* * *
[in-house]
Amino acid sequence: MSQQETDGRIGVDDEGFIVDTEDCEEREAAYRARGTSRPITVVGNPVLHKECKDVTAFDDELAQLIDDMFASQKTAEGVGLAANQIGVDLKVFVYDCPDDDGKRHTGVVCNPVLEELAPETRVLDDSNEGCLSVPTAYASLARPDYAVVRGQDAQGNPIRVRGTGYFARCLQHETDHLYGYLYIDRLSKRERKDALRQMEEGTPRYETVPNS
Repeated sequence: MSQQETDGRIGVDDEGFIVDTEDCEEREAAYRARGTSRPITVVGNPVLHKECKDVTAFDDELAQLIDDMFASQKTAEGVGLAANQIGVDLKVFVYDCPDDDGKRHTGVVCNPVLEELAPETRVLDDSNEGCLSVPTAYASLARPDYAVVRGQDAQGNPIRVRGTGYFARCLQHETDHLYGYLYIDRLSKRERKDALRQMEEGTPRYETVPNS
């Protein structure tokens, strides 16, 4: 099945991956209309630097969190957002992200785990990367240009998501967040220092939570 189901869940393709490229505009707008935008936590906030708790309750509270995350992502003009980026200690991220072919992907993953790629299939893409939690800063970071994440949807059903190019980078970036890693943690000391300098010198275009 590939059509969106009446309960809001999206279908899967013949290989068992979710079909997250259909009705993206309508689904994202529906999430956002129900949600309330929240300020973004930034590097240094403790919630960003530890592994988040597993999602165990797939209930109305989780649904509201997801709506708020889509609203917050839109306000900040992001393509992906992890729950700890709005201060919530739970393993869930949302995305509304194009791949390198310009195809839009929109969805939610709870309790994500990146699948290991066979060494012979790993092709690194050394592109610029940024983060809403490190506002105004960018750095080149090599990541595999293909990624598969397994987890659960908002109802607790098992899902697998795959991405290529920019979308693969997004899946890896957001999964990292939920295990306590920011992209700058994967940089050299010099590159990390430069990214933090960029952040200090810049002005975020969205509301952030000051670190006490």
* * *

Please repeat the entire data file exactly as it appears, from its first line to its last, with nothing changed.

[in-house]
Amino acid sequence: MSQQETDGRIGVDDEGFIVDTEDCEEREAAYRARGTSRPITVVGNPVLHKECKDVTAFDDELAQLIDDMFASQKTAEGVGLAANQIGVDLKVFVYDCPDDDGKRHTGVVCNPVLEELAPETRVLDDSNEGCLSVPTAYASLARPDYAVVRGQDAQGNPIRVRGTGYFARCLQHETDHLYGYLYIDRLSKRERKDALRQMEEGTPRYETVPNS
Repeated sequence: MSQQETDGRIGVDDEGFIVDTEDCEEREAAYRARGTSRPITVVGNPVLHKECKDVTAFDDELAQLIDDMFASQKTAEGVGLAANQIGVDLKVFVYDCPDDDGKRHTGVVCNPVLEELAPETRVLDDSNEGCLSVPTAYASLARPDYAVVRGQDAQGNPIRVRGTGYFARCLQHETDHLYGYLYIDRLSKRERKDALRQMEEGTPRYETVPNS
């Protein structure tokens, strides 16, 4: 099945991956209309630097969190957002992200785990990367240009998501967040220092939570 189901869940393709490229505009707008935008936590906030708790309750509270995350992502003009980026200690991220072919992907993953790629299939893409939690800063970071994440949807059903190019980078970036890693943690000391300098010198275009 590939059509969106009446309960809001999206279908899967013949290989068992979710079909997250259909009705993206309508689904994202529906999430956002129900949600309330929240300020973004930034590097240094403790919630960003530890592994988040597993999602165990797939209930109305989780649904509201997801709506708020889509609203917050839109306000900040992001393509992906992890729950700890709005201060919530739970393993869930949302995305509304194009791949390198310009195809839009929109969805939610709870309790994500990146699948290991066979060494012979790993092709690194050394592109610029940024983060809403490190506002105004960018750095080149090599990541595999293909990624598969397994987890659960908002109802607790098992899902697998795959991405290529920019979308693969997004899946890896957001999964990292939920295990306590920011992209700058994967940089050299010099590159990390430069990214933090960029952040200090810049002005975020969205509301952030000051670190006490």